Home / BCCLA reacts to Supreme Court’s decision on BC’s election gag law

BCCLA reacts to Supreme Court’s decision on BC’s election gag law

For immediate release

Ottawa, ON – The Supreme Court of Canada has clarified today that the freedom of expression rights of individuals engaged in political expression during an election campaign are protected by the law.

In a unanimous decision in the case of BC Freedom of Information and Privacy Association v. Attorney General of British Columbia, the Court ruled that the BC Election Act’s prohibition on unregistered “sponsorship” of election advertising does not capture individuals who engage in expressive activities like displaying handmade signs in their windows, placing bumper stickers on their cars, or wearing T-shirts with political messages on them. The BCCLA intervened in the case to argue that the registration requirement silences the voices of people already marginalized within the political arena: those with little money, little political power, and views that challenge the status quo.

BCCLA Staff Lawyer Laura Track: “A requirement to register your political views with the government before speaking out on issues that matter to you during an election campaign stifles spontaneous expression and may prevent some people from speaking out altogether, particularly those seeking to advance contentious, unpopular or under-represented views. The Court today held that BC’s election law does not apply to individuals engaged in self-expression. Today’s decision is an affirmation of freedom of speech for individuals engaged in political expression and debate. We remain concerned that small community groups may continue to find their expression and participation in elections is chilled by the requirement to register without any minimum threshold for spending.”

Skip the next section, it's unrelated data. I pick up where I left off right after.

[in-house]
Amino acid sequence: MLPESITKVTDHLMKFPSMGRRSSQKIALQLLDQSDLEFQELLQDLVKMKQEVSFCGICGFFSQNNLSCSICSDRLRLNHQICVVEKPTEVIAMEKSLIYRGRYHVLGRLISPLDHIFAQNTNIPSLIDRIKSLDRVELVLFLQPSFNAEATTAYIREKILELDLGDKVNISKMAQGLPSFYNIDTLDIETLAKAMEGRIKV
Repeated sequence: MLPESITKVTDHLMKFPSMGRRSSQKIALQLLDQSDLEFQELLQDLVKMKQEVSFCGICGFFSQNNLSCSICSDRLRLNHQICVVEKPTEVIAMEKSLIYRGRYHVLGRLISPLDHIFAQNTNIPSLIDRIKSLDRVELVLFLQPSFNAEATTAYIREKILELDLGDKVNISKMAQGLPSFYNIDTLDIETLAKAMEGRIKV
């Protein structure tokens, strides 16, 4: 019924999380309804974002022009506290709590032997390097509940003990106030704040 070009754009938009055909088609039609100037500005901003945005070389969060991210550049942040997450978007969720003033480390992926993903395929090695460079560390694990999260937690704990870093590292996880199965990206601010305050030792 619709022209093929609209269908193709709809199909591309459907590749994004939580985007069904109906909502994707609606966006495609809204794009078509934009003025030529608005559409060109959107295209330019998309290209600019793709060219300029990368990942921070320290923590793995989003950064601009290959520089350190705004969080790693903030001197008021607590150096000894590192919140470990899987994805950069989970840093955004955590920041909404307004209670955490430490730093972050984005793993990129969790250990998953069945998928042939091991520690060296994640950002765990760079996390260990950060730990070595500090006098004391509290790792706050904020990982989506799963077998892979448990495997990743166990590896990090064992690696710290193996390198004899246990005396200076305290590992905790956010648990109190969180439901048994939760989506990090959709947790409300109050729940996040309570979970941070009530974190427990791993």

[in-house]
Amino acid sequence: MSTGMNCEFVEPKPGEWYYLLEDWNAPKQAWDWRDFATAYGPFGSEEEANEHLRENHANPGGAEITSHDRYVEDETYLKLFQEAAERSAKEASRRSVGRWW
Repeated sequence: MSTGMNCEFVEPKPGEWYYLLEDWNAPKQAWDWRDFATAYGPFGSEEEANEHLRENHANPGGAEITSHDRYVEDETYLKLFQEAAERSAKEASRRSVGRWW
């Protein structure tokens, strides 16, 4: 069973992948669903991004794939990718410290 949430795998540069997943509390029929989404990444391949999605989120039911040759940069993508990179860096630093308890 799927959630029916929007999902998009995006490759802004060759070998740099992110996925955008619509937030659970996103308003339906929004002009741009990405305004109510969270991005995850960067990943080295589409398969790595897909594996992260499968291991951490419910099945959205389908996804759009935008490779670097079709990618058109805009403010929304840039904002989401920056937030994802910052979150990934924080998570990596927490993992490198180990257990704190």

The Court ruled that the lack of any minimum threshold for spending by small community groups before registration is required is a justified infringement of freedom of expression. The BCCLA remains concerned that the registration requirement could pose a real barrier to the expression of small community groups or organizations who wish to make their views known during elections.